Layout Design Needs Breathability
Text layout design is a lot like interior design. Imagine you’re walking into a room, and it’s filled with furniture. The walls are covered with pictures, tchotchkes on every surface, throws and throw pillows galore. You can’t really focus on any one thing because there’s just too much. But something is missing.
What’s missing? Space.
No, not the final frontier, but what we call white space. This doesn’t mean it has to be white – it means empty of clutter. This is the first principle I want to bring up today, because it impacts not only interior decorating, but also graphics, word processing (for print or digital), email, web copy, etc.
You have something you want people to notice or read. When the most important elements are well organized, it helps your audience to focus on it. Less clutter on the page, email or brochure means less clutter in the brain. When there’s less clutter, information is more easily absorbed.
So, how do we add white space in our text layout?
Let’s start with MS Word. First of all, you don’t have to use Word’s default settings. In Word you can, for starters:
- increase margins
- increase line spacing
- increase paragraph spacing
- add bullets
In fact, you also can (and often should) break up long sentences and paragraphs more than we did back when we wrote school essays in the old days. Why? Because our attention spans are getting shorter as we get more and more used to reading in the text equivalent of soundbites. (Also, on the web, shorter sentences rate higher for search engine optimization.)
Spacing, sub-headers, and bullet points make the information more digestible and easier for the brain to absorb.
Here’s a trick I often employ — see if it works for you. Try reading a paragraph to yourself and imagine speaking it, or even read it out loud. As you do so, think about where you would take a pause or a breath. That is often a good place for a paragraph break.
As useful as this technique is for print copy, it is even more important for web copy readability.
Let’s take a look at these 2 examples filled with dummy text. Which one is easier to read?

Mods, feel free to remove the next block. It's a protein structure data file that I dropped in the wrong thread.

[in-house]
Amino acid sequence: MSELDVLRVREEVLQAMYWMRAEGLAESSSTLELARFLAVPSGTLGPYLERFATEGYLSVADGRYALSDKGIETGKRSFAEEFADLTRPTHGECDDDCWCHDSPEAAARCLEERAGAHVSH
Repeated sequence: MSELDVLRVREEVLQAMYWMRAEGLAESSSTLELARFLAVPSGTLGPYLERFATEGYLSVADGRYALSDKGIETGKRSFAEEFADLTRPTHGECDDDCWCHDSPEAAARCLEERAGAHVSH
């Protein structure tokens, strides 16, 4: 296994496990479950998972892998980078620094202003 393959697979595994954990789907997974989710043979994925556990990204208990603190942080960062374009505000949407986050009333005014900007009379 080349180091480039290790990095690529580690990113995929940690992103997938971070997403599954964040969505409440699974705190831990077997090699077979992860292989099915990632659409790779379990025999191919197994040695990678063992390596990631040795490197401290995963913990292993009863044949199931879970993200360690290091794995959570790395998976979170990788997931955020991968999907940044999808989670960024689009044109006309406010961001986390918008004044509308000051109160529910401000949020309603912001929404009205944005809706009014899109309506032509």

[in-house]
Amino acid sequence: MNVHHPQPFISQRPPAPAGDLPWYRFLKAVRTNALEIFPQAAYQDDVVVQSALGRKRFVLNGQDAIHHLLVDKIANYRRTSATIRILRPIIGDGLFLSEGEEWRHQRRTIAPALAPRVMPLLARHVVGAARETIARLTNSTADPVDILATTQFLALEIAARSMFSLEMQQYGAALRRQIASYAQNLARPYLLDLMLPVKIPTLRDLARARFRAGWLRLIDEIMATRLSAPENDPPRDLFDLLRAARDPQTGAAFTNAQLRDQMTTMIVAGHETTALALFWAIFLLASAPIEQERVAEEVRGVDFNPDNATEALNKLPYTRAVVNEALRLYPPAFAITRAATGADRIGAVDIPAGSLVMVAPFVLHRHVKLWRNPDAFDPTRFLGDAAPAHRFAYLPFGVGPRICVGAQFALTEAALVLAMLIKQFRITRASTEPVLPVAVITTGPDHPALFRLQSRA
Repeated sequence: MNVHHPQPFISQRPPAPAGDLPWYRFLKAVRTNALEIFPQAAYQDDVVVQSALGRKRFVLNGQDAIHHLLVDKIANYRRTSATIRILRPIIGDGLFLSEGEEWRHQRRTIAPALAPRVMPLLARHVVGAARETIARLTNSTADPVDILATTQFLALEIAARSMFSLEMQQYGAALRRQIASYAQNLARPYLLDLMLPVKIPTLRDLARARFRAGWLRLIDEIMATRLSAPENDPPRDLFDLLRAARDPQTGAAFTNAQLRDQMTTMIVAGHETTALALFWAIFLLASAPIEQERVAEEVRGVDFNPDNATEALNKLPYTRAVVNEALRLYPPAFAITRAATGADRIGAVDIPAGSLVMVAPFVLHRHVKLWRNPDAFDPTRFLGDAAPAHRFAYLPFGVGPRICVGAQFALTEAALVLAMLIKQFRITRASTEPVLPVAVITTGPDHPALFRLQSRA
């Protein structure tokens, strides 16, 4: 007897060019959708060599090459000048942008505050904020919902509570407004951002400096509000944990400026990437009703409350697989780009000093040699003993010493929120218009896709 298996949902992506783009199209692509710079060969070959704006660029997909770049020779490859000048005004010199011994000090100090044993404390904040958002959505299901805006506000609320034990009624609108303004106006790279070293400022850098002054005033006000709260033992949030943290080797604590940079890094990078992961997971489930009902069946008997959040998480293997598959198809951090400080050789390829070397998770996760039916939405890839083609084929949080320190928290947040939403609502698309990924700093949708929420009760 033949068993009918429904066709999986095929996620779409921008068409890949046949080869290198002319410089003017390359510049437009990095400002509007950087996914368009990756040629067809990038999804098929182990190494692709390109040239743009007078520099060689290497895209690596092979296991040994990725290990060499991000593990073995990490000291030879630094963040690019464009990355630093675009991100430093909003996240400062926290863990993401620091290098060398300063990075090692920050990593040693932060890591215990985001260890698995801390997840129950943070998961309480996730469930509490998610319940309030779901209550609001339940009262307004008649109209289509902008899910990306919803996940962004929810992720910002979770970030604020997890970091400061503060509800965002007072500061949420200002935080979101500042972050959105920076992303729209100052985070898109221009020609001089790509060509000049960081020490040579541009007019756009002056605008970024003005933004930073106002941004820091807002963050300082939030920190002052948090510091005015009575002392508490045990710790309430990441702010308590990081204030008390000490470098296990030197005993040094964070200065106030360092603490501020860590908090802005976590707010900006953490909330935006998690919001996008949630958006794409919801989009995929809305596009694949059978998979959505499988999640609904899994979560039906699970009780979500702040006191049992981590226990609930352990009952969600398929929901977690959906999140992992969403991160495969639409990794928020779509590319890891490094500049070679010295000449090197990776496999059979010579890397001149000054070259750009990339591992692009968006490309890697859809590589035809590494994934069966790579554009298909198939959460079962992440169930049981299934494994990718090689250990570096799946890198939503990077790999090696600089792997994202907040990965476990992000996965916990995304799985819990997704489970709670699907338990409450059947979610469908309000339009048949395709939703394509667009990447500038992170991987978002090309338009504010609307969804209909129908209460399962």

With more spacing, sub-headers, and bullet points, the sample on the left makes the information far easier for the brain to absorb and digest. These same principles work for web content.
White space also brings us to…
Margins in Design
Space isn’t only critical inside the body of text, but also around it. Margins are also in graphic design layout. One of the things I see perhaps most often from non-designers, even those with a good eye, is allowing content to get too close to the edges of the graphic, the ad, the business card, the meme, or whatever they’re creating.
Aside from the breathing space I was just talking about, if you are creating something that will be professionally printed, it can create issues when the printer has to trim the material.
If you’ve ever tried to upload a design to a commercial printing service, you may have been advised to work with a template that looks somewhat like this.
Things you have printed at a professional printer are cropped from a larger piece of paper. The pink trim mark is where the printer will be making the cuts. As much as they try to be accurate, it is not always 100%. By making sure you are well inside the turquoise safety line you will avoid having your text uncomfortably near the edge of the card.
Using the right font is also paramount for readability. How many times have you encountered a webpage with too-light gray text, or gotten a business card with thin white text on a dark background that was hard to discern?
We can have fun with headlines and display type, but for essential “reading” content (“body” text), don’t make it:
- too small
- too thin
- too condensed
- too light (thin) on a dark background
- text on top of a busy pattern or photo
Also, use an inappropriate style for your end-user. You wouldn’t use the same font and type size for a pre-schooler that you would for a college-age student. In the same vein, keep in mind that young adults can read smaller print than an older adult who often needs an increase in both size and contrast. (Did you know people over the age of 55 comprise 34% of the US population?)
How many typefaces should you use? The general rule is two, three at the maximum. While we can’t get into how to match and complement fonts today, I’d say if you stick to the two typeface rule that’s a good starting point. We want to avoid confusion and distraction.
When You’re Almost Done
Make sure everything is in order. If you can, get someone to proofread. (Caveat: I don’t have anyone to proofread today, so I disavow any typos in this article!) Use your app’s spelling and grammar check. And if your piece is for print, print it out and make sure it looks the way you want.